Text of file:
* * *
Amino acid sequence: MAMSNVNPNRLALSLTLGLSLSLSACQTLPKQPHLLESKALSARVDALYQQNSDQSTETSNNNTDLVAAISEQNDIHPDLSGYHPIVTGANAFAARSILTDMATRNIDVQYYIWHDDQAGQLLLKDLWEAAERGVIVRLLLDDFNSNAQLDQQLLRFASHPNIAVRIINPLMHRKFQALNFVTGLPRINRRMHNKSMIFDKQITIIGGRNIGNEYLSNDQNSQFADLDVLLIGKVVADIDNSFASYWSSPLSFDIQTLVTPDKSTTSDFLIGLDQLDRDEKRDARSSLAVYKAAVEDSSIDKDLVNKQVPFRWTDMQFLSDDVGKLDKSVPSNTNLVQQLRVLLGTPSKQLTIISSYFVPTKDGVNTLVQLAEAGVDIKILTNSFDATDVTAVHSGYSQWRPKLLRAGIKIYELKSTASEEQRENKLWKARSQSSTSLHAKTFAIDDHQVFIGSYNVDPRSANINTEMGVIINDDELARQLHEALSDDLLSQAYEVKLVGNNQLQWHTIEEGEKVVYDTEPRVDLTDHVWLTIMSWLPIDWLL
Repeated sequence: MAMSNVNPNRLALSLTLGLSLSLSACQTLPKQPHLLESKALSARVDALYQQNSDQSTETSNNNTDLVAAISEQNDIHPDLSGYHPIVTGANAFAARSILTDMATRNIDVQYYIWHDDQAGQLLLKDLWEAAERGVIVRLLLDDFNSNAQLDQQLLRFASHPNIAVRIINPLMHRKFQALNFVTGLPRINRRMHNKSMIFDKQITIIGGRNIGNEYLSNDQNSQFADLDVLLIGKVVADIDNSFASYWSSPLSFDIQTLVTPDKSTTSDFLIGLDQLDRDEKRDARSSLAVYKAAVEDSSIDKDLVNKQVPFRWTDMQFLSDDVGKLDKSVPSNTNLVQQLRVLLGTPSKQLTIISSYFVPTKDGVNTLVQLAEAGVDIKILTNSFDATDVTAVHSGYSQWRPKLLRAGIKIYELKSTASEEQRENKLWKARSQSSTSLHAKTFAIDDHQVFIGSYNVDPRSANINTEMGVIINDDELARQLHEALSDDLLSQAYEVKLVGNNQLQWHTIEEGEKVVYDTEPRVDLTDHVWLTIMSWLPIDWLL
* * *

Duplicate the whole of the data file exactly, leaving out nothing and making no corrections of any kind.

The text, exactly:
Amino acid sequence: MAMSNVNPNRLALSLTLGLSLSLSACQTLPKQPHLLESKALSARVDALYQQNSDQSTETSNNNTDLVAAISEQNDIHPDLSGYHPIVTGANAFAARSILTDMATRNIDVQYYIWHDDQAGQLLLKDLWEAAERGVIVRLLLDDFNSNAQLDQQLLRFASHPNIAVRIINPLMHRKFQALNFVTGLPRINRRMHNKSMIFDKQITIIGGRNIGNEYLSNDQNSQFADLDVLLIGKVVADIDNSFASYWSSPLSFDIQTLVTPDKSTTSDFLIGLDQLDRDEKRDARSSLAVYKAAVEDSSIDKDLVNKQVPFRWTDMQFLSDDVGKLDKSVPSNTNLVQQLRVLLGTPSKQLTIISSYFVPTKDGVNTLVQLAEAGVDIKILTNSFDATDVTAVHSGYSQWRPKLLRAGIKIYELKSTASEEQRENKLWKARSQSSTSLHAKTFAIDDHQVFIGSYNVDPRSANINTEMGVIINDDELARQLHEALSDDLLSQAYEVKLVGNNQLQWHTIEEGEKVVYDTEPRVDLTDHVWLTIMSWLPIDWLL
Repeated sequence: MAMSNVNPNRLALSLTLGLSLSLSACQTLPKQPHLLESKALSARVDALYQQNSDQSTETSNNNTDLVAAISEQNDIHPDLSGYHPIVTGANAFAARSILTDMATRNIDVQYYIWHDDQAGQLLLKDLWEAAERGVIVRLLLDDFNSNAQLDQQLLRFASHPNIAVRIINPLMHRKFQALNFVTGLPRINRRMHNKSMIFDKQITIIGGRNIGNEYLSNDQNSQFADLDVLLIGKVVADIDNSFASYWSSPLSFDIQTLVTPDKSTTSDFLIGLDQLDRDEKRDARSSLAVYKAAVEDSSIDKDLVNKQVPFRWTDMQFLSDDVGKLDKSVPSNTNLVQQLRVLLGTPSKQLTIISSYFVPTKDGVNTLVQLAEAGVDIKILTNSFDATDVTAVHSGYSQWRPKLLRAGIKIYELKSTASEEQRENKLWKARSQSSTSLHAKTFAIDDHQVFIGSYNVDPRSANINTEMGVIINDDELARQLHEALSDDLLSQAYEVKLVGNNQLQWHTIEEGEKVVYDTEPRVDLTDHVWLTIMSWLPIDWLL